Nathaniel Martin sailed with his friend and fellow-naturalist Stephen Maturin on two long sea voyages in Patrick O'Brian's Aubrey-Maturin series, first as the ship's chaplain and later as Maturin's assistant surgeon. Never much of a fist at sermonizing, Martin took to writing and publishing impolitic tracts that offended the Royal Navy Board and prevented him from returning as a chaplain.
Martin lost an eye to an owl, and, as long as Martin's eye was single, O'Brian let him rival Captain Jack Aubrey for Maturin's time and friendship. Martin married between voyages, however, and his newfound obsession with providing for his family began to make him tedious company for Maturin. (Banality is the worst symptom a character can present with in these novels.) Martin's overheated conscience led him to an end straight out of Hawthorne, with whom he shared his first name.
These are the sermons he never wrote.
Jesus puts a riddle to the twenty-first century church: Among those born of women there has not arisen greater than John the Baptist! Yet the one who is least in the kingdom of heaven is greater than he. Where does this leave John? Could “the least in the kingdom of heaven” be his new rival? […]
Last month at Kenyon’s Gund Gallery, Victoria and I moved among Bethany’s hundred-and-forty-odd, glowing and pulsing sculptures. As our eyes adjusted to the dark, we found that we were becoming part of the installation. It was ourselves, and not the sculptures, that we began to see and understand.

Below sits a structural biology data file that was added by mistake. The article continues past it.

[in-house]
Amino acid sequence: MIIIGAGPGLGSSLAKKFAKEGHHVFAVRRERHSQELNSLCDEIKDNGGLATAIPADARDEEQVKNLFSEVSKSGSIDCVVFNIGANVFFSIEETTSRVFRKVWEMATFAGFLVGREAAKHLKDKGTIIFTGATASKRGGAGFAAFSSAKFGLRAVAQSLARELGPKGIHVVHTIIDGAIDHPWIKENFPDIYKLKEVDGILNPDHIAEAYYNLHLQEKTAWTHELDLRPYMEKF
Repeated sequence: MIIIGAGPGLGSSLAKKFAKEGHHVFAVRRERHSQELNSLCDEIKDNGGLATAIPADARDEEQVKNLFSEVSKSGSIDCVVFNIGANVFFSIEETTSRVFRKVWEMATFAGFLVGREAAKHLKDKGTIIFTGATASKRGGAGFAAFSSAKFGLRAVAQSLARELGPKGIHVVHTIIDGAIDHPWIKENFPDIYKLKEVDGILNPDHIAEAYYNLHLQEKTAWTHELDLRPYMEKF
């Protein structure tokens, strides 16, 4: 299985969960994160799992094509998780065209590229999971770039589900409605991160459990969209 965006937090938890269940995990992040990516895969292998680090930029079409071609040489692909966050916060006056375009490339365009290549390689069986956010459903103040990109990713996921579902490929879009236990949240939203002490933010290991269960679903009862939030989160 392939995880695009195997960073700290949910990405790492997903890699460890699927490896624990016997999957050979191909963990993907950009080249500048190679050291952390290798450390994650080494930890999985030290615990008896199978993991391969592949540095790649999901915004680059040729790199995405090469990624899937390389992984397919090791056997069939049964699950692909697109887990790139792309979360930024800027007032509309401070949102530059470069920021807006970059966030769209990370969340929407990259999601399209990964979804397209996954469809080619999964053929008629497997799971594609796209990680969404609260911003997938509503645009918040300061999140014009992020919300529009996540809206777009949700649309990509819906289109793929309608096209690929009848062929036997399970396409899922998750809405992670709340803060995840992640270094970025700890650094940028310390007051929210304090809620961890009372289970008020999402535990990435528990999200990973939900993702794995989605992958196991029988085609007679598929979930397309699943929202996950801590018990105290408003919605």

This secret knowledge hid us from later visitors, at least from those who didn’t stay long enough to discover that the sculptures’ lights weren’t static. The lights pulsed neither in unison nor in disregard for one another. I sat under them to see how they got along, much as I spent long stretches on beds of pine needles as a kid wondering how the trees got along.
I was drawn again to the Eastern Orthodox Church this summer by reading about the spiritual life on Mt. Athos and in monasteries associated with Mt. Athos elsewhere. The main thrust of Kyriacos C. Markides’s books, The Mountain of Silence: A Search for Orthodox Spirituality and Gifts of the Desert: The Forgotten Path of Christian […]
Bethany makes all of my icons. She doesn’t mean to. She just loves art. And I never meant to have icons. I have iconoclastic, evangelical roots, and brothers would use words like “projection” to discourage one another from using visual aids in meditation and prayer. But now I’m more open to images, memories, sounds – […]